Title: A Computer Called Katherine
Author: Suzanne Slade
Illustrator: Veronica Miller Jamison
Published: March 12, 2019
Theme: Perseverance, Space, and Biography
Character Origin: Human
Book Type: Picture Book | Pages: 40
Ages: 4-8 | Book Level: — | Lexile Measure: —
Synopsis: Katherine knew it was wrong that African Americans didn’t have the same rights as others–as wrong as 5+5=12. She knew it was wrong that people thought women could only be teachers or nurses–as wrong as 10-5=3. And she proved everyone wrong by zooming ahead of her classmates, starting college at fifteen, and eventually joining NASA, where her calculations helped pioneer America’s first manned flight into space, its first manned orbit of Earth, and the world’s first trip to the moon!
Award-winning author Suzanne Slade and debut artist Veronica Miller Jamison tell the story of a NASA “computer” in this smartly written, charmingly illustrated biography.
This was a thoroughly enjoyable book. The text was very informative and easy to read. I learned things that I didn’t know about Katherine Johnson. Her outstanding math abilities made her stand out in a male-dominated workplace and set her apart from the other “computers.” It is regretful that her astounding contributions were omitted from history books. As parents, we can’t rely on the schools to teach our kids everything. We have to do our part to teach them too.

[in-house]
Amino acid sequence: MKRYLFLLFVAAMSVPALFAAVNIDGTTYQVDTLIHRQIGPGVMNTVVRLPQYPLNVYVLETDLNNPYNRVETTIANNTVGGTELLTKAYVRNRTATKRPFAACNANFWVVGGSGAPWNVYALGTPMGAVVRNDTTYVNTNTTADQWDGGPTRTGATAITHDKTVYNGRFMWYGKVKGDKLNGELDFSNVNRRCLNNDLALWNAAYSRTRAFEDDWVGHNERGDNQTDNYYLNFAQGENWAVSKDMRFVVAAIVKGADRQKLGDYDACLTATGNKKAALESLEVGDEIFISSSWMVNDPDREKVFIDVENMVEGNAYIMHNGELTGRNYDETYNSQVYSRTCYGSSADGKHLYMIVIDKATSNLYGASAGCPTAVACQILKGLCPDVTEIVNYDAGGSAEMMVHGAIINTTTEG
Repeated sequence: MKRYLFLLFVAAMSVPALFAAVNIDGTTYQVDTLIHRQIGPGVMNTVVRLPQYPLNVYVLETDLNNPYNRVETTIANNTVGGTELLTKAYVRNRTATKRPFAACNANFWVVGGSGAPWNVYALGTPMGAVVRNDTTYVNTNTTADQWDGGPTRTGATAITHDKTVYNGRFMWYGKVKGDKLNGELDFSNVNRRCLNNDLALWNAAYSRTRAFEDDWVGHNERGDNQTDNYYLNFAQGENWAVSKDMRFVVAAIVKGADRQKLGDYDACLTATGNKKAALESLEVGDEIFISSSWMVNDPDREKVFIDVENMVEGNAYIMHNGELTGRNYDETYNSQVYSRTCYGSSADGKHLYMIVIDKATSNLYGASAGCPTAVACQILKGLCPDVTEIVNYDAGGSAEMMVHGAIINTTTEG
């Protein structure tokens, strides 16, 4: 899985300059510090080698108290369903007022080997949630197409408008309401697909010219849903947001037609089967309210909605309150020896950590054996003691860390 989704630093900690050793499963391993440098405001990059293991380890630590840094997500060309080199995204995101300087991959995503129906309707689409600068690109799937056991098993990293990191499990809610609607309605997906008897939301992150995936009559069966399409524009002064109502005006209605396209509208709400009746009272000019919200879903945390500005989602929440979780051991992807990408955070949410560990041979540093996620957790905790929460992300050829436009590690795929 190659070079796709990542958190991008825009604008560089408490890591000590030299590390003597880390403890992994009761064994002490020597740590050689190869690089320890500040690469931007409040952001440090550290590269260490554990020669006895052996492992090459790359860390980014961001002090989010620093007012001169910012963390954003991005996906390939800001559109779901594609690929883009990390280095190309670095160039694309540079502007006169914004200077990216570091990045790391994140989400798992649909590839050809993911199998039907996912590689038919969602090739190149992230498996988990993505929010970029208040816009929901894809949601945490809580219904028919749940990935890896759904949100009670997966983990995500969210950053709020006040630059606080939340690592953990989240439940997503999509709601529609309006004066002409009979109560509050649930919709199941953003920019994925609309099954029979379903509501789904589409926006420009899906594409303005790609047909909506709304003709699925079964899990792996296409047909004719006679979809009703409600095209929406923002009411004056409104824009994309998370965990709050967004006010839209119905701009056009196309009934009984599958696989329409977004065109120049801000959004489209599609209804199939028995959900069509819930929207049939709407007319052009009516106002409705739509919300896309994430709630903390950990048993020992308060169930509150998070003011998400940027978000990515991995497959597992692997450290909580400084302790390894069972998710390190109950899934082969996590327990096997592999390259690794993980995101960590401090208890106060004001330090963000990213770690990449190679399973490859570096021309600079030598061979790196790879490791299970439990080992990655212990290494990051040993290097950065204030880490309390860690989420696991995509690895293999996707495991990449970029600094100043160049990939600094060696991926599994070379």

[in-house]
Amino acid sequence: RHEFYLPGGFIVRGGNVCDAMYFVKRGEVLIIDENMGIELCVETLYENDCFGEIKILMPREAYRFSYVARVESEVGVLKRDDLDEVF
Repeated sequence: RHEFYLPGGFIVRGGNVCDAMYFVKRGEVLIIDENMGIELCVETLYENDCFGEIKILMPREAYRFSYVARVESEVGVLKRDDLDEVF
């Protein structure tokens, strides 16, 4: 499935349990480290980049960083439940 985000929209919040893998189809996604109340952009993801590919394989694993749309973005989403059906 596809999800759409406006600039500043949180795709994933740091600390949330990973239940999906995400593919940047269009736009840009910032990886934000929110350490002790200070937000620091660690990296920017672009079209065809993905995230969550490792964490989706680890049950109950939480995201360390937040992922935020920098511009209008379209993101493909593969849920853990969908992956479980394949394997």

Jamison’s illustrations were quite beautiful. I especially loved the watercolor. The illustrations captured the spirit of the texts in such a delicate way. The cover was eye-catching and was what initially drew me to the book. The text is so well written that you forget that you’re reading a biography. This is a book that I will be gifting to my nephew so that he knows that John Glenn wouldn’t have orbited the Earth had it not been for Katerine Johnson. I want HERstory to be a part of the history he learns.
If you’d like to learn more about Katherine Johnson (and others) check out Hidden Figures: The American Dream and the Untold Story of the Black Women Mathematicians Who Helped Win the Space Race by Margo Lee Shetterly.